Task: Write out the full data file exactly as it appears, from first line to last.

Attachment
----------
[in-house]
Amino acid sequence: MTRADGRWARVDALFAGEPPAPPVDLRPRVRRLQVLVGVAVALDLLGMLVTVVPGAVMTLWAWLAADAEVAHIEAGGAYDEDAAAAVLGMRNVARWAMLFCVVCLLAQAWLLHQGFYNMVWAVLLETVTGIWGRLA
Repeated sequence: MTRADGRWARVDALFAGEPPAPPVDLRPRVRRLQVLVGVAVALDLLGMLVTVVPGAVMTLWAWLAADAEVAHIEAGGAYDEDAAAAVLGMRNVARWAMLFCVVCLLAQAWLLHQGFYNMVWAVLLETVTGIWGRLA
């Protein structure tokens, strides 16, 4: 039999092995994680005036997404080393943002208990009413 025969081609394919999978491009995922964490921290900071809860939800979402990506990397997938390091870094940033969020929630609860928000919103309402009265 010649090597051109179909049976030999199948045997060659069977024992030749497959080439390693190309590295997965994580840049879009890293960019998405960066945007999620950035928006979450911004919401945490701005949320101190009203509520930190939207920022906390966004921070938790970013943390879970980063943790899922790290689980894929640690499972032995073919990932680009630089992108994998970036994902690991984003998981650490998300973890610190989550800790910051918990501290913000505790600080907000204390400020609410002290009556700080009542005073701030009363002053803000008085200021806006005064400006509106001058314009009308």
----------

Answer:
[in-house]
Amino acid sequence: MTRADGRWARVDALFAGEPPAPPVDLRPRVRRLQVLVGVAVALDLLGMLVTVVPGAVMTLWAWLAADAEVAHIEAGGAYDEDAAAAVLGMRNVARWAMLFCVVCLLAQAWLLHQGFYNMVWAVLLETVTGIWGRLA
Repeated sequence: MTRADGRWARVDALFAGEPPAPPVDLRPRVRRLQVLVGVAVALDLLGMLVTVVPGAVMTLWAWLAADAEVAHIEAGGAYDEDAAAAVLGMRNVARWAMLFCVVCLLAQAWLLHQGFYNMVWAVLLETVTGIWGRLA
């Protein structure tokens, strides 16, 4: 039999092995994680005036997404080393943002208990009413 025969081609394919999978491009995922964490921290900071809860939800979402990506990397997938390091870094940033969020929630609860928000919103309402009265 010649090597051109179909049976030999199948045997060659069977024992030749497959080439390693190309590295997965994580840049879009890293960019998405960066945007999620950035928006979450911004919401945490701005949320101190009203509520930190939207920022906390966004921070938790970013943390879970980063943790899922790290689980894929640690499972032995073919990932680009630089992108994998970036994902690991984003998981650490998300973890610190989550800790910051918990501290913000505790600080907000204390400020609410002290009556700080009542005073701030009363002053803000008085200021806006005064400006509106001058314009009308």